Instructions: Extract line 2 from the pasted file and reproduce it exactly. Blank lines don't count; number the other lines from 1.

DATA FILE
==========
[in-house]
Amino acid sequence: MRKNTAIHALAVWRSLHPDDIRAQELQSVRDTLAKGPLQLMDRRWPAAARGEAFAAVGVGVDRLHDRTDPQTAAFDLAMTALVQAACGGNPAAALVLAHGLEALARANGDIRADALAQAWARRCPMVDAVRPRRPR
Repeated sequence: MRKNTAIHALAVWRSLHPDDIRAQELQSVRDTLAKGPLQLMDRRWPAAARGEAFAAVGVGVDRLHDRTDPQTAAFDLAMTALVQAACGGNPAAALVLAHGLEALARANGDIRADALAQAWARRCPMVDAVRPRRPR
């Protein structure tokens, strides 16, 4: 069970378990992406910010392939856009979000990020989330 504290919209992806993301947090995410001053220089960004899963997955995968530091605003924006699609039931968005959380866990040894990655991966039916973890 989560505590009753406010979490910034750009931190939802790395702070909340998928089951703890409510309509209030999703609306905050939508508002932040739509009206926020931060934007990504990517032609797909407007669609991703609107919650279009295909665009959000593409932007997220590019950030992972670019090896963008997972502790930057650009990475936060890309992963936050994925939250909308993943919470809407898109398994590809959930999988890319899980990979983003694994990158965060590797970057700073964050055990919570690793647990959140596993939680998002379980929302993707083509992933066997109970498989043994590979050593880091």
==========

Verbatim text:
Amino acid sequence: MRKNTAIHALAVWRSLHPDDIRAQELQSVRDTLAKGPLQLMDRRWPAAARGEAFAAVGVGVDRLHDRTDPQTAAFDLAMTALVQAACGGNPAAALVLAHGLEALARANGDIRADALAQAWARRCPMVDAVRPRRPR